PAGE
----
As featured in the New York Times, and Deadline.com, Winston is the creator and founder of Concept Modeling, and author of his coming award (Visionary Award) winning book, Concerning The Nature And Structure Of Concept. His concept modeling helps studios and companies perfect films, ideas, technologies, science or businesses. It is considered revolutionary (truly, no cliché) by more and more professionals. The NY Times called Winston the “guru of Concept Modeling.”

Based on a discovery made on Feb. 6, 1989, -- a massive eureka moment as described in his book-- Winston developed a unique practice of deconstructing ideas based on deep insights on how the abstract world actually works or doesn’t – his past and present clients include Warner Bros., Dreamworks, NBC/U, Interscope, Relativity and many others.

His work may just represent a revolutionary advancement that launches you and your successful idea or investment, right here, right now. As Winston is fond of saying: ‘Let’s rock this thing!”

I saw this talk live a few weeks back. There’s something interesting to the general concept of what he’s trying to communicate here, but it doesn’t feel as gelled or as concrete as it could be. He needs to start with some iron clad definitions of “idea” and “concept” and go from there. I looked up his book, which appears to be self-published and incredibly overpriced. I’d pick up a copy if it was reasonably priced, though I suspect that it may not shed much more clarity on his ideas, which are almost a full concept.

The real value of a lot of this is in some of his examples. There are also some interesting thoughts for applying this to linguistics and early languages with smaller vocabularies compared to more developed modern languages with much larger vocabularies.

Notes:

Concept modeling

Ideas are infinite and free. Concepts are not. How can you get to the end of an idea?

Cup conceptually is a container.

Example of pictures of an airplane on the ground versus in the air. The picture of the airplane in the air is better because it contains the concept of what an airplane is.

Sir George Cayley cousin of mathematician Arthur Cayley

Negacept is a concept that defines its nature by the negation of another concept.

  • Example: Superman and krpytonite
  • Example: brakes on an automobile

Innovation is literally “into” and “new”

The softball is not based on a baseball, but is originally based on a boxing glove.

Concept is not obvious. It is not a structure or bigger idea, it’s not a strategy. Concept is abstract essence. It is nature, structure, activity and philosophy of abstract essence.

An idea is simply a possibility.

Revenge movie versus retaliation movie. Revenge takes time. Don’t take revenge. You can’t relate to movies unless there is a concept, and that is typically hope.

Words were originally based on concepts.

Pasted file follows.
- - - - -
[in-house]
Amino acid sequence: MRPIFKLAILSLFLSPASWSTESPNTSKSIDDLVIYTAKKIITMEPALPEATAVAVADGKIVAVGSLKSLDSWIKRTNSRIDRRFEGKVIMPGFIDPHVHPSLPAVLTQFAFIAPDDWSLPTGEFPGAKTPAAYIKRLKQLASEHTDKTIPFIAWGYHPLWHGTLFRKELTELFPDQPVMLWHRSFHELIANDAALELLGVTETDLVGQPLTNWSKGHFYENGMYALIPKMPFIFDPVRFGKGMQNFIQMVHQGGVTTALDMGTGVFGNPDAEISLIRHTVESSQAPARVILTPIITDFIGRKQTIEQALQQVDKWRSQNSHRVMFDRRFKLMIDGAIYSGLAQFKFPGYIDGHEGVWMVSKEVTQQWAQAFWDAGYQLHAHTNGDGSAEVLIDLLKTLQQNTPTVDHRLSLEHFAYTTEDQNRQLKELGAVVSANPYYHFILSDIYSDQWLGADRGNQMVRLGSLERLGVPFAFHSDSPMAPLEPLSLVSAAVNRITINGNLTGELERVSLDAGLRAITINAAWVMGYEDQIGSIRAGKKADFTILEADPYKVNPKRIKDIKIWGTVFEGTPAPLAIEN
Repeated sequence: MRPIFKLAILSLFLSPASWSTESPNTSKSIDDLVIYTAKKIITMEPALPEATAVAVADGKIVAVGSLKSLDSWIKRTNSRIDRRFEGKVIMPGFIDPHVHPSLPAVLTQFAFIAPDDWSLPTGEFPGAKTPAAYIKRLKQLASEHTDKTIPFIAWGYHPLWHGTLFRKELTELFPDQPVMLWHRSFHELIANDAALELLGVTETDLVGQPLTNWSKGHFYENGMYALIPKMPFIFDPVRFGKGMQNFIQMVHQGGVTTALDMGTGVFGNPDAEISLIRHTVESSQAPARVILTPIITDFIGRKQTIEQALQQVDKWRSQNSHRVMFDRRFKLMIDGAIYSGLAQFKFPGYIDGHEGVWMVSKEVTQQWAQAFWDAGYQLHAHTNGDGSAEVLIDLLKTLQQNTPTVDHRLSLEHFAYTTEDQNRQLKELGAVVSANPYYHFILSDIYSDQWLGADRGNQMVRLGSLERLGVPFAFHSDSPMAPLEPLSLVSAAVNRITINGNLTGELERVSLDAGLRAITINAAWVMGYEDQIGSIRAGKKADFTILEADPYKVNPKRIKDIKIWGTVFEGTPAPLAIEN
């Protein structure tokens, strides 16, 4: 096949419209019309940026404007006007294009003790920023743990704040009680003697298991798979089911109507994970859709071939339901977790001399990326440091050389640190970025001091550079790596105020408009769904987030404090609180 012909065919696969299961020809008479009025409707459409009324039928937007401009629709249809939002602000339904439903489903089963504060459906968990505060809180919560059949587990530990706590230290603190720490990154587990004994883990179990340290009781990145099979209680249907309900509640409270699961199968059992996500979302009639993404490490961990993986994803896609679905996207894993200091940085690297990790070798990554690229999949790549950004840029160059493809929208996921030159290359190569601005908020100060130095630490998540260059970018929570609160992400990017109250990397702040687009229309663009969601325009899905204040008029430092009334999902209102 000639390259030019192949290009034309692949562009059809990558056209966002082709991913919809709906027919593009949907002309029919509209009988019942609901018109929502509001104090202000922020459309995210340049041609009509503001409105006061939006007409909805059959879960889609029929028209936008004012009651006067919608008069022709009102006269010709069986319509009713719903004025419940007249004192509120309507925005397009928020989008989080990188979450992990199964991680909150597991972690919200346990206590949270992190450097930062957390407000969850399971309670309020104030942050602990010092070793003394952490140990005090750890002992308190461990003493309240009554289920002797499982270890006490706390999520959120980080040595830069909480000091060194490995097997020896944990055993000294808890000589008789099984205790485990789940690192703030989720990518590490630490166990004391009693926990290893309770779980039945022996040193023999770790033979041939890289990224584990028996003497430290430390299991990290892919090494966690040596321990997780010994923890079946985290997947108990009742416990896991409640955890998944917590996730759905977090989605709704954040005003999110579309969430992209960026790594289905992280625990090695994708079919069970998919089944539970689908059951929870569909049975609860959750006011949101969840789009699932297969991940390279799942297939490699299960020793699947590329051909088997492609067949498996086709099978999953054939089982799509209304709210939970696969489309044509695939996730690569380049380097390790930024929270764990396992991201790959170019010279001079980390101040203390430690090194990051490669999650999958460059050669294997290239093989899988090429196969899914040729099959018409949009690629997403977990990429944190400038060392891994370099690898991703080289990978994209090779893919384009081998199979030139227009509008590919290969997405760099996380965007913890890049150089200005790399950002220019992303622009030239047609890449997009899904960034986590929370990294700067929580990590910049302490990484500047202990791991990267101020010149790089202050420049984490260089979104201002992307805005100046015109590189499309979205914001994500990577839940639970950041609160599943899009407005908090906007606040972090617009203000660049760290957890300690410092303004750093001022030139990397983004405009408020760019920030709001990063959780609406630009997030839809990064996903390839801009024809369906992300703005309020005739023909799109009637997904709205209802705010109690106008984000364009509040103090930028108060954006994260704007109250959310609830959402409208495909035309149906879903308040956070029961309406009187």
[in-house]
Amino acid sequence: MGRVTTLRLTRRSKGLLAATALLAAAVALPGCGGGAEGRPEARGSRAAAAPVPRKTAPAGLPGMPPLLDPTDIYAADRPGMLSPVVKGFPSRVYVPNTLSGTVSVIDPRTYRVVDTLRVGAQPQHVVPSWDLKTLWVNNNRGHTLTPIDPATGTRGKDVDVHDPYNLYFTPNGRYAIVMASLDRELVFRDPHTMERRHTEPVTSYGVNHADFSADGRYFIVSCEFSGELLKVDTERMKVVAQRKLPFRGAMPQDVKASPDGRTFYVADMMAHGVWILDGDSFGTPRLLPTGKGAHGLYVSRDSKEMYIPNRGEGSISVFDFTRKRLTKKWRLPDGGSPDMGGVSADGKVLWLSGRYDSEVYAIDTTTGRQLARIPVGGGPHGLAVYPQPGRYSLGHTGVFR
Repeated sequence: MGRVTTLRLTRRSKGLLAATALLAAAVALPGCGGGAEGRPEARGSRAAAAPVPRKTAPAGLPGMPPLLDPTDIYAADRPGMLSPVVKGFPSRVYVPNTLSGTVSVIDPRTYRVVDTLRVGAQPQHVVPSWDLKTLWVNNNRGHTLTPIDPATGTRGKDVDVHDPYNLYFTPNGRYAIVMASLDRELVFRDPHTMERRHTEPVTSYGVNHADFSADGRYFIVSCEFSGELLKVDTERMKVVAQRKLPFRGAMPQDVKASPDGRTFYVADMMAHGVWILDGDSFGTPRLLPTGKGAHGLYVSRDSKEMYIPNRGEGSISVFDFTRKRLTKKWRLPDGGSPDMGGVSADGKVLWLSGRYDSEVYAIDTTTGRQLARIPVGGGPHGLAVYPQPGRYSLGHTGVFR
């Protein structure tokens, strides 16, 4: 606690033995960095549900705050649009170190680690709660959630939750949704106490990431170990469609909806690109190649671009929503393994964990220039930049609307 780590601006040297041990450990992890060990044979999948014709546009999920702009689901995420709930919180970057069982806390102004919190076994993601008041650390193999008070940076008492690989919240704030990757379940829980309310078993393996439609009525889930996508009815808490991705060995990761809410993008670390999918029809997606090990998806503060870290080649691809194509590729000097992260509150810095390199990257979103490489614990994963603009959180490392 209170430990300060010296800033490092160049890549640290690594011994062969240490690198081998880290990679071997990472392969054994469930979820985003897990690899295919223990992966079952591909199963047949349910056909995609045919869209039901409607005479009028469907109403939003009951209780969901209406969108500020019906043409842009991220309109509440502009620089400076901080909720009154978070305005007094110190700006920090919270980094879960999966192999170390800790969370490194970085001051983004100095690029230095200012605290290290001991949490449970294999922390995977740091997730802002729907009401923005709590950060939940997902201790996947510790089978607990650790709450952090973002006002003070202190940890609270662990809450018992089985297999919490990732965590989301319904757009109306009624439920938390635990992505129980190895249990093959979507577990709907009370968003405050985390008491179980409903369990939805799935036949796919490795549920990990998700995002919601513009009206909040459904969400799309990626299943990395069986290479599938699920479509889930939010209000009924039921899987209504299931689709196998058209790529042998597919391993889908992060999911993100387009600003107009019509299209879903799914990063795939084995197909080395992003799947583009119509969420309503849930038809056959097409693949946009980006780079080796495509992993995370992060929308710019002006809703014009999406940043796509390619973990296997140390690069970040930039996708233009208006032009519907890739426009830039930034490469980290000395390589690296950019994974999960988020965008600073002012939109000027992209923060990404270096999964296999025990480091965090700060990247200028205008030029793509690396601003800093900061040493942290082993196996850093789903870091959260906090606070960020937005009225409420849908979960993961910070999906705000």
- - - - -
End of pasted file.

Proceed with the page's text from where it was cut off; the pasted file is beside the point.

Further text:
Read Japanese wordplay (Wikipedia)
Japanese wordplay relies on the nuances of the Japanese language and Japanese script for humorous effect. Japanese double entendres have a rich history in Japanese entertainment, because of the way that Japanese words can be read to have several different meanings and pronunciations (homographs). Also, several different spellings for any pronunciation and wildly differing meanings (homophones). Often replacing one spelling with another (homonyms) can give a new meaning to phrases.
Replied to a tweet by Jon UdellJon Udell (Twitter)
Does this cast you as Dr. W. C. Minor in the story, albeit not in the same sort of mad man way to wordnik’s Sir James Murray? Seriously though, this is an awesome use case.
Listened to History of the English Language, 2nd Edition, Lecture 6: The Beginnings of English by Seth LererSeth Lerer from The Great Courses

Delve into the linguistic relationships of Old English to its earlier German matrix. Look at key vocabulary terms—many of which are still in our own language—to trace patterns of migration, social contact, and intellectual change. Also, learn how Old English was written down and how it can help us reconstruct the worldview of the Anglo-Saxon peoples.

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📗 Started reading The History of the English Language, 2nd Edition by Seth Lerer

cover of The History of the English Language by Seth Lerer

I’d gone through the first edition several years back and thought I’d do a quick review, particularly in relation to some history of memory I’ve been working on and thinking about.

Throughout the day and commuting in the car to class, I’ve listened through lecture 4.

📖 14% done with The History of the English Language, 2nd Edition by Seth Lerer

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Listened to Lecture 5 and the first several minutes of 6 today while cooking in the kitchen.

There’s some interesting history about the ideas of law, ligatures, and links. He also has an interesting history of the words ‘apocalypse’ and ‘revelation’ which ultimately mean the same thing. Apocalypse essentially means to ‘take away the cover’. He doesn’t go into it, but this word also has historical relation to the removal of the curtain within the holy of holies, or in the New Testament the rending of said curtain at the death of Jesus. Subsequently there has obviously been a lot of semantic shift to create our modern day meaning of apocalypse.